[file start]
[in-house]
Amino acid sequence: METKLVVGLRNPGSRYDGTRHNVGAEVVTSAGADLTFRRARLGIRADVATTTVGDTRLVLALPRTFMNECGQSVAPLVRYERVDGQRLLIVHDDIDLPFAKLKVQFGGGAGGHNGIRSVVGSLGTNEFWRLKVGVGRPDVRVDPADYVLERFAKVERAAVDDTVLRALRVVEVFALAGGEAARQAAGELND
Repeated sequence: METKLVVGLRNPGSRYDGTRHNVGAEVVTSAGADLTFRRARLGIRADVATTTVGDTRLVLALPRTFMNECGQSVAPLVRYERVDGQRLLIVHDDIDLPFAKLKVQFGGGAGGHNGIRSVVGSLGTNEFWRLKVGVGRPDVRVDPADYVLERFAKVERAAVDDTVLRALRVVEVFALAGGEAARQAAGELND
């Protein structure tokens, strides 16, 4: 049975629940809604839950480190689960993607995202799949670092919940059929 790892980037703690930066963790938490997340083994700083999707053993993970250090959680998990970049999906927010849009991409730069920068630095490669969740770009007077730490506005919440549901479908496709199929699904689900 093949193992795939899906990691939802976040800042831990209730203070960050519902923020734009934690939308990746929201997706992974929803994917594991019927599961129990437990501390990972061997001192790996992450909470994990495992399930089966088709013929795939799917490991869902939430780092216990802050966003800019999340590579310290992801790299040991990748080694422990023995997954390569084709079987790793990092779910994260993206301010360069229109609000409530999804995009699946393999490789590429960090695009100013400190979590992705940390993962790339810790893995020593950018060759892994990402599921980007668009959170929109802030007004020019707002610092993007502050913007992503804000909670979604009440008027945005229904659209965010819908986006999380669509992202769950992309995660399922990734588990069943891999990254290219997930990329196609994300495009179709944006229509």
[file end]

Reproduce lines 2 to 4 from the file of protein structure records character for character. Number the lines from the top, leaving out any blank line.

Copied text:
Amino acid sequence: METKLVVGLRNPGSRYDGTRHNVGAEVVTSAGADLTFRRARLGIRADVATTTVGDTRLVLALPRTFMNECGQSVAPLVRYERVDGQRLLIVHDDIDLPFAKLKVQFGGGAGGHNGIRSVVGSLGTNEFWRLKVGVGRPDVRVDPADYVLERFAKVERAAVDDTVLRALRVVEVFALAGGEAARQAAGELND
Repeated sequence: METKLVVGLRNPGSRYDGTRHNVGAEVVTSAGADLTFRRARLGIRADVATTTVGDTRLVLALPRTFMNECGQSVAPLVRYERVDGQRLLIVHDDIDLPFAKLKVQFGGGAGGHNGIRSVVGSLGTNEFWRLKVGVGRPDVRVDPADYVLERFAKVERAAVDDTVLRALRVVEVFALAGGEAARQAAGELND
């Protein structure tokens, strides 16, 4: 049975629940809604839950480190689960993607995202799949670092919940059929 790892980037703690930066963790938490997340083994700083999707053993993970250090959680998990970049999906927010849009991409730069920068630095490669969740770009007077730490506005919440549901479908496709199929699904689900 093949193992795939899906990691939802976040800042831990209730203070960050519902923020734009934690939308990746929201997706992974929803994917594991019927599961129990437990501390990972061997001192790996992450909470994990495992399930089966088709013929795939799917490991869902939430780092216990802050966003800019999340590579310290992801790299040991990748080694422990023995997954390569084709079987790793990092779910994260993206301010360069229109609000409530999804995009699946393999490789590429960090695009100013400190979590992705940390993962790339810790893995020593950018060759892994990402599921980007668009959170929109802030007004020019707002610092993007502050913007992503804000909670979604009440008027945005229904659209965010819908986006999380669509992202769950992309995660399922990734588990069943891999990254290219997930990329196609994300495009179709944006229509």